Spending time learning from others and working on your business not in it are both important for growth and success..
Our SMILE is contagious. Come and see for yourself!
If you would like to find out more, why not follow the link to book on to one of our next events...
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Do you suffer from premature expectation?
So you’ve decided upon the networking group you want to join and paid your money. Now all you need to do is turn up and the business will roll in… right?
Wrong! One of the main reasons members leave networking groups is because they got little, if any, business. This is the symptom, what I would like to talk about is the cause. There is a common networking problem that affects women as well as men and it is called premature expectation.
The following may help you understand the problem a little better.
Networking is about relationships
Like all relationships these take time to develop. The more time you invest in developing them the quicker they will deliver results.
I love you!
Well maybe you don’t have to be loved but you do need to be well liked. The more you put yourself out, are generous with your time, support and information the sooner others will want to help you in return.
Trust me I’m a ….
It is not likely that anyone will put their reputation on the line and recommend you to a valued contact until they know they can trust you. Trust is built by spending time getting to know each other on a one to one basis. This will be time outside of the networking meeting to talk about what you do for clients, sharing testimonials, highlighting expertise and qualification in your field. It's a great opportunity for exploratory questions and really delving into what it is you do for your clients. Offering free tasters of what you do and giving free advice can also heighten levels of trust.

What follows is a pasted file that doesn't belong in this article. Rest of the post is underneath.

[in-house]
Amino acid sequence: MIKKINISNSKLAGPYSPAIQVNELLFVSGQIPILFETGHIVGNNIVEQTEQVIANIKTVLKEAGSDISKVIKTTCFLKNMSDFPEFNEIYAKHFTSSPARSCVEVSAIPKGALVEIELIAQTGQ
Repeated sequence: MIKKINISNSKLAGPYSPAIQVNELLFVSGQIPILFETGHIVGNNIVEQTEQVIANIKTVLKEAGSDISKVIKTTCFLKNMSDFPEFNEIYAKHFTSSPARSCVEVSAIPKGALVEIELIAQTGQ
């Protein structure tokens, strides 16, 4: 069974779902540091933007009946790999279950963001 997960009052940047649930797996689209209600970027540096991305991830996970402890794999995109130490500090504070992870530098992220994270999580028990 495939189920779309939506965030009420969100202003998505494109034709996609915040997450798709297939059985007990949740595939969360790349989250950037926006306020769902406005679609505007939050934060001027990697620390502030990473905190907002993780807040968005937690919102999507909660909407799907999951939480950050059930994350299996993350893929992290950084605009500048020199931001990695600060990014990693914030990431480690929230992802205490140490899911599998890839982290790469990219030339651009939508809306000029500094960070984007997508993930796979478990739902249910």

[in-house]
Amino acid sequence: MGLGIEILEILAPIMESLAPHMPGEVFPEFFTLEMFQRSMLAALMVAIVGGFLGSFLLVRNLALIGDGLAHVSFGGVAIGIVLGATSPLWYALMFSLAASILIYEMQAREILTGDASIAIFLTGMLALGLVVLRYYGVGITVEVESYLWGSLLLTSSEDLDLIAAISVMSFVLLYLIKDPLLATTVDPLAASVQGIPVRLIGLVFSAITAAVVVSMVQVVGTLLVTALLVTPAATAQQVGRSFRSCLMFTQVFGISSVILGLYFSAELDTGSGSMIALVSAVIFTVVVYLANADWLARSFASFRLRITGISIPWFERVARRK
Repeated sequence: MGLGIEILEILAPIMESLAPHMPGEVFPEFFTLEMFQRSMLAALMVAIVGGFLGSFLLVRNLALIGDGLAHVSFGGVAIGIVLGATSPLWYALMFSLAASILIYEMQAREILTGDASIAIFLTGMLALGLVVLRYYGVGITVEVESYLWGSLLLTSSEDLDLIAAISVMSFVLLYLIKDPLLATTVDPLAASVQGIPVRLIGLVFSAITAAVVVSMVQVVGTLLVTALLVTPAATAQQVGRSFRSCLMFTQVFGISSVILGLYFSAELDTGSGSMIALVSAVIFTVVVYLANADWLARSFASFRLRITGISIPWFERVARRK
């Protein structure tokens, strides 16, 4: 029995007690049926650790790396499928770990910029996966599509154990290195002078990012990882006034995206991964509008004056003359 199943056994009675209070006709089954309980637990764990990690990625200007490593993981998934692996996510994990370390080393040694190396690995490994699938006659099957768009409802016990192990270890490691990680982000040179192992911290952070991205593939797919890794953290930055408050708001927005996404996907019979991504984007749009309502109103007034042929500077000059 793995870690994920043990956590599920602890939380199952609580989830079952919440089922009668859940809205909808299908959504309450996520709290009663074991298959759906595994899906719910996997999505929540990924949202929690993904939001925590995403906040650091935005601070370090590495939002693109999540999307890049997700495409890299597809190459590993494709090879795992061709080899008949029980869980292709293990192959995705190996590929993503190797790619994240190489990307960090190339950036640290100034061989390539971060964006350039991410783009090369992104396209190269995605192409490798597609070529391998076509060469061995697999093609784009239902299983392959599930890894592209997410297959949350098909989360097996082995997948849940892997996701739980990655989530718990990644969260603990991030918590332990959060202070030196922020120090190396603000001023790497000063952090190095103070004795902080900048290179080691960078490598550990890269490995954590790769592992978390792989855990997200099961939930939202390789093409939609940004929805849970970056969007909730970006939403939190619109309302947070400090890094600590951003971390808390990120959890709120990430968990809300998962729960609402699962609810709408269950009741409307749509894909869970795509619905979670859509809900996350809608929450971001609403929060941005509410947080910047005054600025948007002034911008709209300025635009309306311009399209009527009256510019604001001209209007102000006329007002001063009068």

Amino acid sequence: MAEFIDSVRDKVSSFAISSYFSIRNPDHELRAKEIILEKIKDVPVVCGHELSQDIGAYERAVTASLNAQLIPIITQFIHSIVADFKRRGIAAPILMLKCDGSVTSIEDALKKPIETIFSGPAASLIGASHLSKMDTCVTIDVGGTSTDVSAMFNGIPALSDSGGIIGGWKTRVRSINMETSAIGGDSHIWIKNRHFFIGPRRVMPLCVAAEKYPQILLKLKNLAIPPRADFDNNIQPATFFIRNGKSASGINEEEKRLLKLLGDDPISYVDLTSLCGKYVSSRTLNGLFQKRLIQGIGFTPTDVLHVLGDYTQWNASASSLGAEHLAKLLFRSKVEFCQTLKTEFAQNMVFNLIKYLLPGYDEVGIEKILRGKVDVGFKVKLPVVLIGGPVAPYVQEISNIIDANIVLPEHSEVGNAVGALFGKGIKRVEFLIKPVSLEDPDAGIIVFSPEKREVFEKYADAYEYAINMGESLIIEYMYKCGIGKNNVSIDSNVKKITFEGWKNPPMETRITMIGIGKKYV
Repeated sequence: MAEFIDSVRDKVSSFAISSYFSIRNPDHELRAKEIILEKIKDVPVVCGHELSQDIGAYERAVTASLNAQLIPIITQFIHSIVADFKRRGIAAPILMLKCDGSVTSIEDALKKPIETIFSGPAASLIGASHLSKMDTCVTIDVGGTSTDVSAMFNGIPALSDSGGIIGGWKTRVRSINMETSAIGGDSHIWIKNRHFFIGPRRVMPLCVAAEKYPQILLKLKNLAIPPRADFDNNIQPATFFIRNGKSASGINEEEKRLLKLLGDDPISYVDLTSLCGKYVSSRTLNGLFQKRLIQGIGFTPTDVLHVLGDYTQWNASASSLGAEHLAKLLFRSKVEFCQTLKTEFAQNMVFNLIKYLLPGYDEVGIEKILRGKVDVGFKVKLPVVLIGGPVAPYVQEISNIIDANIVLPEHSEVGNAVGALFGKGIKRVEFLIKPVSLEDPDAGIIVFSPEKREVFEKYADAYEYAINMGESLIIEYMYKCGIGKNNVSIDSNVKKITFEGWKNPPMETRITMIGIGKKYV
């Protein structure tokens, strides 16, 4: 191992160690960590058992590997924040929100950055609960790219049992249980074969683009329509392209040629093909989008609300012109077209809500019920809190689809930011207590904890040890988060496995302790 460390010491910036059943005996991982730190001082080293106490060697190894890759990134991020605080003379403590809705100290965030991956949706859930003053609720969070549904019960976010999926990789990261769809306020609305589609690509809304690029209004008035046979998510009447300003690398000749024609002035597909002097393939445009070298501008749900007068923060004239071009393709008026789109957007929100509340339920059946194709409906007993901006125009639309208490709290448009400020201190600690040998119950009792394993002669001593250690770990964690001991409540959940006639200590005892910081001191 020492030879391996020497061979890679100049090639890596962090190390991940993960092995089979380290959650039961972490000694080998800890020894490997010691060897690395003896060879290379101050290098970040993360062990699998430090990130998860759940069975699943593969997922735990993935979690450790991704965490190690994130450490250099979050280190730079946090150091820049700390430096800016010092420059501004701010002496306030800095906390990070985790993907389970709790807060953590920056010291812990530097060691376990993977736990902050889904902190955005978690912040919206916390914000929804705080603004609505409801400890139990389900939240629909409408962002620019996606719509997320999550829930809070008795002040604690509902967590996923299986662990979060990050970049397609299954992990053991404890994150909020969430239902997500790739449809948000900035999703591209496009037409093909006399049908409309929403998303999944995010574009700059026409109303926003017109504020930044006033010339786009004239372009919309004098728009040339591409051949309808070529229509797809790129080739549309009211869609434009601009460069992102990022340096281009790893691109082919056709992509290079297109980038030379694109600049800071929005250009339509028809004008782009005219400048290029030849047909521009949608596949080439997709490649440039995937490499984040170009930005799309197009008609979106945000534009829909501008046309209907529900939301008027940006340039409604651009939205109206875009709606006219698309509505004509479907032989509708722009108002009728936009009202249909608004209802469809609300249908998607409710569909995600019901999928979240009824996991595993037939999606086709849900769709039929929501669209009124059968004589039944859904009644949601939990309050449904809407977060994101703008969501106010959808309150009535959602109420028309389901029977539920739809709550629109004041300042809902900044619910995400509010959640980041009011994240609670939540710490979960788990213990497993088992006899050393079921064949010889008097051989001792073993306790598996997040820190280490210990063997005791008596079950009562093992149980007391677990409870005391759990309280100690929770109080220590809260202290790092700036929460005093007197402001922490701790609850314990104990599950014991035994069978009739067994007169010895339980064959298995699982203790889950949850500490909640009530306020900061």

Confidence should be like an aura around you. The way you look, behave, engage and conduct business all instill a level of confidence. The higher the level of confidence in you the higher the level of business you will receive
If you are going to join a networking group, you need to be prepared to commit fully and not expect a quick return. Membership of most networking groups is for a year, which for many businesses, is the same as the length of time it takes to develop the relationships, trust and confidence required to gain quality opportunities. Once these start to flow they will continue unless, of course, you jeopardize that trust, confidence and credibility by behaving unprofessionally.
Unfortunately, the end of year one is the most likely time for members to throw the towel in…. usually just as they were about to enjoy the fruits of the past year’s relationship development. Treat networking as a long-term investment and you will enjoy real business transforming results.
Worth Their Weight In Gold